Cognitive Psychometrics: Recent Contributions in Honor of William H. Batchelder (1940-2018)
• 大类 : 医学 - 4区
• 小类 : 数学跨学科应用 - 3区
William H. Batchelder (1940-2018) was one of the leading scholars in mathematical psychology since the early 1970s. In addition to his professional services as editor of theJournal Mathematical Psychology, president of theSociety for Mathematical Psychology, elected member of theSociety for Experimental Psychologistsand co-editor of seminal books like the recently publishedNew Handbook of Mathematical Psychology, he influenced and enriched the field by pioneering contributions to the mathematical social sciences. The development and continuous refinement ofMultinomial Processing Tree models, a highly influential model class in cognitive psychology, andCultural Consensus Theory, a theory of prime importance in anthropology, are just two particularly prominent examples of Bill Batchelder’s outstanding impact on the social and behavioral sciences. His creativity becomes even more obvious when looking at the diversity of his research fields, including topics not only from the cognitive sciences but also from other parts of psychology, sociology, and anthropology. One reoccurring topic in Bill Batchelder’s research program was the aim to bridge the gap between traditional mathematical psychology and psychometrics, that is, between substantively motivated formal theories of cognitive processes on the one hand and the representation and measurement of individual differences in such processes on the other hand. He coined the termCognitive Psychometricsto indicate a school that addresses both, thus overcoming the unfortunate segregation between mathematical psychology and psychometrics.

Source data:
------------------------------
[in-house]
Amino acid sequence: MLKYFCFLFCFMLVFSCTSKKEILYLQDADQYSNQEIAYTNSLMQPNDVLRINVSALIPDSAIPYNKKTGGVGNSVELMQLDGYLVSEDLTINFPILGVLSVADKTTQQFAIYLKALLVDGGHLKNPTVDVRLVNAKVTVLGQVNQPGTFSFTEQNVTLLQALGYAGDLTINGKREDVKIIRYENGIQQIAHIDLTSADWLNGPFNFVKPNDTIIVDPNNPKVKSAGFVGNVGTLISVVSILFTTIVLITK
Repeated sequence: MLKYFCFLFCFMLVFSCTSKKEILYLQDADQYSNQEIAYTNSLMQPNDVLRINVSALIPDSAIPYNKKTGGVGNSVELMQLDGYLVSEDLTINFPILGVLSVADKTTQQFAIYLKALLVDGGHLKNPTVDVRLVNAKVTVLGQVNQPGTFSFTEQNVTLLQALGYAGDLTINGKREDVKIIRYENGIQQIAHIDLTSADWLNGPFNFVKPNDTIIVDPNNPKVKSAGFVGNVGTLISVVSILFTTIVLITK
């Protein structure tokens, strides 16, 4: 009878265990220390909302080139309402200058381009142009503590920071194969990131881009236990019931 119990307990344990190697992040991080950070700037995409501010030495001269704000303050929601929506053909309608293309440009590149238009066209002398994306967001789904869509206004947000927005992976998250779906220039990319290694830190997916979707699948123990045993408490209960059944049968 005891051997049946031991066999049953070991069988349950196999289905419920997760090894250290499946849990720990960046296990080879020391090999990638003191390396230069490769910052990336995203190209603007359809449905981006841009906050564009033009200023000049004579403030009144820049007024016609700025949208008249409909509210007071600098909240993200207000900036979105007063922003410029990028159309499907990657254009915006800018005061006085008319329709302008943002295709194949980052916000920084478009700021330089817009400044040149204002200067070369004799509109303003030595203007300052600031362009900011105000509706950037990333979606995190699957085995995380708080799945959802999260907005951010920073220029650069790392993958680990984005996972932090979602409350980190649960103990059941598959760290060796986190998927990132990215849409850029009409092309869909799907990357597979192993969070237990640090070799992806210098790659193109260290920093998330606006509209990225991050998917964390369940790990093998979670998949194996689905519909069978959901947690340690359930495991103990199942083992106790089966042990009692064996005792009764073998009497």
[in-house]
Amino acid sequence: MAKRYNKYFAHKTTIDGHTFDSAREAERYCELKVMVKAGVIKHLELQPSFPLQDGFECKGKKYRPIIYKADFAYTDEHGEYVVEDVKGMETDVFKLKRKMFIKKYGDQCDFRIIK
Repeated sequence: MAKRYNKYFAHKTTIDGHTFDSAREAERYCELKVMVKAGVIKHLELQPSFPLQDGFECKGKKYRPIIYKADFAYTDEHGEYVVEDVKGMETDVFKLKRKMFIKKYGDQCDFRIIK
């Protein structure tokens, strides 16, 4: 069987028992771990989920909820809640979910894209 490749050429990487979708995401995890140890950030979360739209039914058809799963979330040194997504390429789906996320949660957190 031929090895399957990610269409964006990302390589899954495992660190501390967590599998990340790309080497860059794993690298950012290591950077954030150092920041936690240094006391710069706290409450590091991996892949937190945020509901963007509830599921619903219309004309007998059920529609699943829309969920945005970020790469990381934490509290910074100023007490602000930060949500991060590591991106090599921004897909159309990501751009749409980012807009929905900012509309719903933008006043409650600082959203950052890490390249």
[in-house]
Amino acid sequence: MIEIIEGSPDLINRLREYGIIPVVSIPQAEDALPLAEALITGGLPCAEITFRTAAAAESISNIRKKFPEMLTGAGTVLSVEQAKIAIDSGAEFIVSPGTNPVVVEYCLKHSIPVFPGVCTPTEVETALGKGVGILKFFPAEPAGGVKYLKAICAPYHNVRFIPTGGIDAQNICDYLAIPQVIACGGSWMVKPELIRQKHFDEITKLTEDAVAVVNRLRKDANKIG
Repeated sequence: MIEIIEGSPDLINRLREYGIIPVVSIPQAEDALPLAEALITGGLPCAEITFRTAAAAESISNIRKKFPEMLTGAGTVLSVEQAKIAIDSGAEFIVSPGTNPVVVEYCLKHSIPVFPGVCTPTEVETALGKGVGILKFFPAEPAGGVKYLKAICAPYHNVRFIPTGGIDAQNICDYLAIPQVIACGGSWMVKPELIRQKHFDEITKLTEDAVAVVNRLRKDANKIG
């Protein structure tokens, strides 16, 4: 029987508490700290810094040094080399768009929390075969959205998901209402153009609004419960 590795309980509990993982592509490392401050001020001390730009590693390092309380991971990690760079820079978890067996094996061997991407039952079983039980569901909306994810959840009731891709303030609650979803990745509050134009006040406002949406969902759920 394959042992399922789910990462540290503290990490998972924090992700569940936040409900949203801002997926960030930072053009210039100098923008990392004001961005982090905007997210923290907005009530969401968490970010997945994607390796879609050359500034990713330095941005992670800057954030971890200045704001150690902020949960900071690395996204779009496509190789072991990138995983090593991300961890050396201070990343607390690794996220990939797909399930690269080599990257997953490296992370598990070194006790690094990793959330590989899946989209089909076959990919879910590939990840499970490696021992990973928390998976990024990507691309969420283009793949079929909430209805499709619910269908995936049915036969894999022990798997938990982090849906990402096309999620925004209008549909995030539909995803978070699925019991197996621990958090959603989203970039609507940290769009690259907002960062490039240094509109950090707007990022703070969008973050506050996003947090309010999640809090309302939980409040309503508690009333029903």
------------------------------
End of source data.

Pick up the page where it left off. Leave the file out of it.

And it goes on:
For this special issue, we invite innovative contributions inspired by the various aspects of William H. Batchelder’s scientific oeuvre on Cognitive Psychometrics, including, but not limited to, Multinomial Processing Tree (MPT) modeling, Cultural Consensus Theory (CCT), Markov modeling, hierarchical modeling, and psychological assessment. In addition to theoretical, statistical or methodological contributions, we also welcome sophisticated empirical applications of Cognitive Psychometrics to substantive research questions in the cognitive and social sciences.